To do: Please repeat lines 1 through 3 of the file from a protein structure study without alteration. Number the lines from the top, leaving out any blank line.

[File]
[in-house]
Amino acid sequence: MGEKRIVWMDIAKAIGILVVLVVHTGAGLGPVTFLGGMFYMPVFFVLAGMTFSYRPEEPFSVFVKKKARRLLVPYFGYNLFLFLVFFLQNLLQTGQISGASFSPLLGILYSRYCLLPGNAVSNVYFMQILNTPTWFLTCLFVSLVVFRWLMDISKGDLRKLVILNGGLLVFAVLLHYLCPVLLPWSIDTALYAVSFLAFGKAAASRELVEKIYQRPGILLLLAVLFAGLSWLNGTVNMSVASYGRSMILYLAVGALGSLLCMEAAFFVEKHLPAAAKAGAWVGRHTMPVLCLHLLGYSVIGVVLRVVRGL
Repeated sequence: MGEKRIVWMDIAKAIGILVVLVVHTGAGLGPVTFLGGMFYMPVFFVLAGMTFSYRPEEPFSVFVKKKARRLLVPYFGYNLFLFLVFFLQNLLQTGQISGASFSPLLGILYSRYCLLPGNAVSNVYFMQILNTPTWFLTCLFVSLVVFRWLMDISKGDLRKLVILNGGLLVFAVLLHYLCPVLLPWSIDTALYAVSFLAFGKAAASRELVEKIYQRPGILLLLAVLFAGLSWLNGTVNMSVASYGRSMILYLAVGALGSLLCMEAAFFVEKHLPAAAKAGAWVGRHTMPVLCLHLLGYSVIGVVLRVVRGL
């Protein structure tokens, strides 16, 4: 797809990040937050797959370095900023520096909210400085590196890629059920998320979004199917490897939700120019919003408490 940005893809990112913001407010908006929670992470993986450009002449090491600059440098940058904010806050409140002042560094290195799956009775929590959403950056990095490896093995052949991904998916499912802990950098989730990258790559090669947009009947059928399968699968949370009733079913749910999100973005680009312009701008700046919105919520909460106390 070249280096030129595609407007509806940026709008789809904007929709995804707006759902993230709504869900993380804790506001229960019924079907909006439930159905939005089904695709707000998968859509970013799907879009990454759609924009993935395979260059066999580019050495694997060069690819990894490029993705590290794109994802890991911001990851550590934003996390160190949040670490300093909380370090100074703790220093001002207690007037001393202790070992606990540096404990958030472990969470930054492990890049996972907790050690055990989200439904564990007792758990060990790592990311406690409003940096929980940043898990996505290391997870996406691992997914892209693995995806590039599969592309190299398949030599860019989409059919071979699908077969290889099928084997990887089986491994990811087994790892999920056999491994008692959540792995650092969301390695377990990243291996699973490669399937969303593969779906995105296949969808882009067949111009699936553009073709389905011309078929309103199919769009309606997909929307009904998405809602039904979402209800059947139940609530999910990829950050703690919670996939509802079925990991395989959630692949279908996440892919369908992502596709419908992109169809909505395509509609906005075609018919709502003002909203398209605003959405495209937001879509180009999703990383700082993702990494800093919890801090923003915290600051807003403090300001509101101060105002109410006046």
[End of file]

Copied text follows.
[in-house]
Amino acid sequence: MGEKRIVWMDIAKAIGILVVLVVHTGAGLGPVTFLGGMFYMPVFFVLAGMTFSYRPEEPFSVFVKKKARRLLVPYFGYNLFLFLVFFLQNLLQTGQISGASFSPLLGILYSRYCLLPGNAVSNVYFMQILNTPTWFLTCLFVSLVVFRWLMDISKGDLRKLVILNGGLLVFAVLLHYLCPVLLPWSIDTALYAVSFLAFGKAAASRELVEKIYQRPGILLLLAVLFAGLSWLNGTVNMSVASYGRSMILYLAVGALGSLLCMEAAFFVEKHLPAAAKAGAWVGRHTMPVLCLHLLGYSVIGVVLRVVRGL
Repeated sequence: MGEKRIVWMDIAKAIGILVVLVVHTGAGLGPVTFLGGMFYMPVFFVLAGMTFSYRPEEPFSVFVKKKARRLLVPYFGYNLFLFLVFFLQNLLQTGQISGASFSPLLGILYSRYCLLPGNAVSNVYFMQILNTPTWFLTCLFVSLVVFRWLMDISKGDLRKLVILNGGLLVFAVLLHYLCPVLLPWSIDTALYAVSFLAFGKAAASRELVEKIYQRPGILLLLAVLFAGLSWLNGTVNMSVASYGRSMILYLAVGALGSLLCMEAAFFVEKHLPAAAKAGAWVGRHTMPVLCLHLLGYSVIGVVLRVVRGL